I'm not doing Platform Wars any more. But this seems big enough to deserve a comment. (quoting my Quora answer)
Microsoft has a history of buying fairly big, reasonable tech. brands that OUGHT to offer them an interesting direction to evolve strategically ...and then wasting them by leaving them wither into insignificance.
That's what they did with Skype, which they should have been able to evolve into a messaging app. competing with, and as compelling as, Whatsapp / Telegram / FB Messenger / Snapchat etc. Instead it's fading into obscurity.
They did it spectacularly with Nokia. Who now make almost no smart-phones for no noticeable improvement in Windows Phone sales.
They'll probably do this with LinkedIn.
It’s possible that under Satya Nadella things will be different. But the traditional M$ problem is that it tries to use the new acquisition to prop up Microsoft’s existing brands and strategies (ie. Windows, Office, Azure) rather than allowing the acquisition to suggest new strategies and exploring the new opportunities it brings.
Now LinkedIn itself was sliding into a bit of a decline. I think there was very little vision about what a disruptive, world-changing employment platform could be (eg. Phil Jones' answer to Why hasn't anyone disrupted LinkedIn yet? )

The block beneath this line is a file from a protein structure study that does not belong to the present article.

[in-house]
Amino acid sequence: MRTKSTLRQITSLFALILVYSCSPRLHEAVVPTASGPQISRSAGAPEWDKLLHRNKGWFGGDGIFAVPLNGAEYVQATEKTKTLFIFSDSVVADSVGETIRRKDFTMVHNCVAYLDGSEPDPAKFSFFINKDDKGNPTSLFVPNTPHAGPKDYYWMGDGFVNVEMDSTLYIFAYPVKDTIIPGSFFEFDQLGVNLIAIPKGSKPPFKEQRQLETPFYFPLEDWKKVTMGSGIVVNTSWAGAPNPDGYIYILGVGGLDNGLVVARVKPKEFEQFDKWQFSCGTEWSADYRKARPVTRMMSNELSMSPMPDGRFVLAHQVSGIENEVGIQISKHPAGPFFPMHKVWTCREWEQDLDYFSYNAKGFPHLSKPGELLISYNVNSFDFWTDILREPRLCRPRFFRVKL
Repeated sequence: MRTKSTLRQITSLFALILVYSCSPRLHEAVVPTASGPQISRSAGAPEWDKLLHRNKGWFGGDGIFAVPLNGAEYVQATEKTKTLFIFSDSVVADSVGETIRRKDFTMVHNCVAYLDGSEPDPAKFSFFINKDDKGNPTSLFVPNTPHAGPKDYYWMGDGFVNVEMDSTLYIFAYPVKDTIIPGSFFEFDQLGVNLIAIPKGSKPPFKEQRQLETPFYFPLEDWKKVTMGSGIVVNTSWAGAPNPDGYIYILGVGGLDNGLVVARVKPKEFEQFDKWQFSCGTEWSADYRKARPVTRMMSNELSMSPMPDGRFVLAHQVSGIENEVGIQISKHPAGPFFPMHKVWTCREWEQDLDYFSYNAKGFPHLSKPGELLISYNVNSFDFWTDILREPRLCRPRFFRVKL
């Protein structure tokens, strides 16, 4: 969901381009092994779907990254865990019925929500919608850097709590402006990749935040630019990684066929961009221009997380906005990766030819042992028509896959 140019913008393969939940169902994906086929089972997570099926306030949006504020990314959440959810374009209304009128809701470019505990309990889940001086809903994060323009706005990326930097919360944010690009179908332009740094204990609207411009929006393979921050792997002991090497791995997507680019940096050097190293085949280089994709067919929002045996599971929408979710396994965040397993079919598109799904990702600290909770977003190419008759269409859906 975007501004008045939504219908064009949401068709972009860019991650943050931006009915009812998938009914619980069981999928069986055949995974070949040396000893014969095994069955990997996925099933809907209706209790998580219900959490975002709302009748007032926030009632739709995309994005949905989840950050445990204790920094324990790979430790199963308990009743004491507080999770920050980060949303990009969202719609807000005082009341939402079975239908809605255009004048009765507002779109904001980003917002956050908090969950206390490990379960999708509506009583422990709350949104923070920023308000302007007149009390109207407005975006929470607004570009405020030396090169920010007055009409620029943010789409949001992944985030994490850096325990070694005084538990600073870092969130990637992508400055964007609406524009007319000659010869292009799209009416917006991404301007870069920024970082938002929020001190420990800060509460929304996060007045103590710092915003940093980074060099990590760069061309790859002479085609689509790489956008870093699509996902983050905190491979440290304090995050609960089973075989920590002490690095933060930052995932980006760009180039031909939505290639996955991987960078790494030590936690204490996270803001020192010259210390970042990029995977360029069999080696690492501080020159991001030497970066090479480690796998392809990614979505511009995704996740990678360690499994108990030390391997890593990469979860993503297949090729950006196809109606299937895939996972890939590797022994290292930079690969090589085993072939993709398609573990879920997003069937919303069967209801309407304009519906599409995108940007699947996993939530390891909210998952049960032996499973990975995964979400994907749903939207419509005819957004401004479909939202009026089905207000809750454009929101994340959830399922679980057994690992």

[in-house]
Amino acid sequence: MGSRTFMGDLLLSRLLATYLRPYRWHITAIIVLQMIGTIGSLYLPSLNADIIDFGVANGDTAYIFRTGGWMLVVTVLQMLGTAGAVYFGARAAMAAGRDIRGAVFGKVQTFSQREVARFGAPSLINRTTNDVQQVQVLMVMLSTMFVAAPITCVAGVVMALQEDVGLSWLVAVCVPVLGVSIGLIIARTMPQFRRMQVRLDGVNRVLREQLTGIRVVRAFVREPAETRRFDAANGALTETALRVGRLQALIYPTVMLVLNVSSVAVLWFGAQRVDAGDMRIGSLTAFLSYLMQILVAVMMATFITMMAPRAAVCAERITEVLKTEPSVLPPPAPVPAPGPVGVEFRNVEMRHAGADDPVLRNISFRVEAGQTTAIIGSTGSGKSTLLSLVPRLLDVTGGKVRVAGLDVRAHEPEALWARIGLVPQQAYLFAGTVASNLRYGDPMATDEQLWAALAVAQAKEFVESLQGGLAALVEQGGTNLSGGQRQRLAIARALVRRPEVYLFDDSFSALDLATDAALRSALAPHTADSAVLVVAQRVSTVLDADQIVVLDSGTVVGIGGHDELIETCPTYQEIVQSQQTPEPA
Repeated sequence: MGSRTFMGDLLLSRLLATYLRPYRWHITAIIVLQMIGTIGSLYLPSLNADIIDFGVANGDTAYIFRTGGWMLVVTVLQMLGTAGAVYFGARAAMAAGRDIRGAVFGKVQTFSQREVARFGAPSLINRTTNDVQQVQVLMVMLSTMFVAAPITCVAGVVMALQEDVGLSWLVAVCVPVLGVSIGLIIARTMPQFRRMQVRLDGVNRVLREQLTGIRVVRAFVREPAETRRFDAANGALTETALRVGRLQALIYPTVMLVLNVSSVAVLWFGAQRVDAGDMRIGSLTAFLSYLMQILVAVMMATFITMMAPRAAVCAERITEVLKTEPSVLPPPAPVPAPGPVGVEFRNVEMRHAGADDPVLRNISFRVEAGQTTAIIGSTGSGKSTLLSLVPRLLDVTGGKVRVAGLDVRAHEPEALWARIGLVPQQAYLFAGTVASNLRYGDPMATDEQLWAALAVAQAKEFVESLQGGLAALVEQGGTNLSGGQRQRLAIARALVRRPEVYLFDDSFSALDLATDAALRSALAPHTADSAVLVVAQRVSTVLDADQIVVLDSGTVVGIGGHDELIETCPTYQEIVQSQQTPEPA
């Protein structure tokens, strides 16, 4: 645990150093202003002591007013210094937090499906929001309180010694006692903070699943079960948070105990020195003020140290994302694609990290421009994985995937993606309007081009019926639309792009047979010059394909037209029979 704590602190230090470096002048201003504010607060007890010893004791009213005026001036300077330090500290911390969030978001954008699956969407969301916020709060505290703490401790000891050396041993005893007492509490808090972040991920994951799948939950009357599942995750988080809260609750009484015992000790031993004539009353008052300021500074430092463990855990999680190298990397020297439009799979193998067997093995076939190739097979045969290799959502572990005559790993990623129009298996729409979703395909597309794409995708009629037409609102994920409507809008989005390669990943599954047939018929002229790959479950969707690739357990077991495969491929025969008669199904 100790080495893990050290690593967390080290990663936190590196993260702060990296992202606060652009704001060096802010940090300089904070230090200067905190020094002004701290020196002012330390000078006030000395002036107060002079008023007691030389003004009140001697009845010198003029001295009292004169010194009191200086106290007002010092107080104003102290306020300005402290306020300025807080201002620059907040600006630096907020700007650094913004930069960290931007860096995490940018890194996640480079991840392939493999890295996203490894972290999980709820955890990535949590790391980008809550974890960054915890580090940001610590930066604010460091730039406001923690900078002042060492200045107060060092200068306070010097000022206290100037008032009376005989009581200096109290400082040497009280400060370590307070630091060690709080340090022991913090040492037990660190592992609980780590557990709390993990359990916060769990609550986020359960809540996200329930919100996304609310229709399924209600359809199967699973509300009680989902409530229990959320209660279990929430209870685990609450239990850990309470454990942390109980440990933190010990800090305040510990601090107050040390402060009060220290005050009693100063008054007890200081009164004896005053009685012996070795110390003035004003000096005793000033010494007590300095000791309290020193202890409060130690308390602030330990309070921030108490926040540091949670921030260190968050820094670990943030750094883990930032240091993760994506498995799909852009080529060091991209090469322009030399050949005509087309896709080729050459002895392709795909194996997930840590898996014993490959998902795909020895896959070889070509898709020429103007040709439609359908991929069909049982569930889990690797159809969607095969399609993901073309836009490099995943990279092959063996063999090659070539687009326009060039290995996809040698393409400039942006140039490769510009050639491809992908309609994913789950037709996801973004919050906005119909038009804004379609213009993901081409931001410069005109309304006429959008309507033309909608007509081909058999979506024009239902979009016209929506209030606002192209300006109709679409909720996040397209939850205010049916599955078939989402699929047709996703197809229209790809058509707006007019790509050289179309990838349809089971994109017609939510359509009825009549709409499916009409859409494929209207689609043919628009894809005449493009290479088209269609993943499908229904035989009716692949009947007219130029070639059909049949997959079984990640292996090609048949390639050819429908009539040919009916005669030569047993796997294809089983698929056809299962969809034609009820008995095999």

To recap, what if LinkedIn wasn’t just Yet Another Social Network left in the wake of Facebook’s dominance? What if LinkedIn’s “big hairy audacious goal” was something like “to double the world’s income”. (ie. to provide whatever will help its users earn more each year … whether by finding better paying jobs, doing more gigs on the side, being better matched with the right job, identifying and getting whatever training makes them more valuable to the market, learning how to negotiate better etc. etc.) To execute on that mission would put LinkedIn in the same league as Google / Facebook / Apple etc. The moment you think like that, multiple new directions, opportunities, potential income streams etc. simply fall out of it.
Now, is that a possibility under Microsoft ownership? Who knows? Nadella isn’t Ballmer. He, says he’s willing to change Microsoft. But it’s hard to know how big his vision is. Or how much he’s still trapped by the traditional forces and attitudes within Microsoft.
So this is another (and almost the last) chance for Microsoft to buy themselves into the social platform big league. They may be ready to do something interesting. But they squandered an amazing opportunity with Skype. And early talk about how they’re thinking of effectively using the community to sell Microsoft products to and analyze data from isn’t that encouraging.
I’d look for some kind of big insightful statement from Nadella before I get very excited about this.
Right now … the evidence is ambiguous : Read Microsoft CEO’s memo to staff about LinkedIn acquisition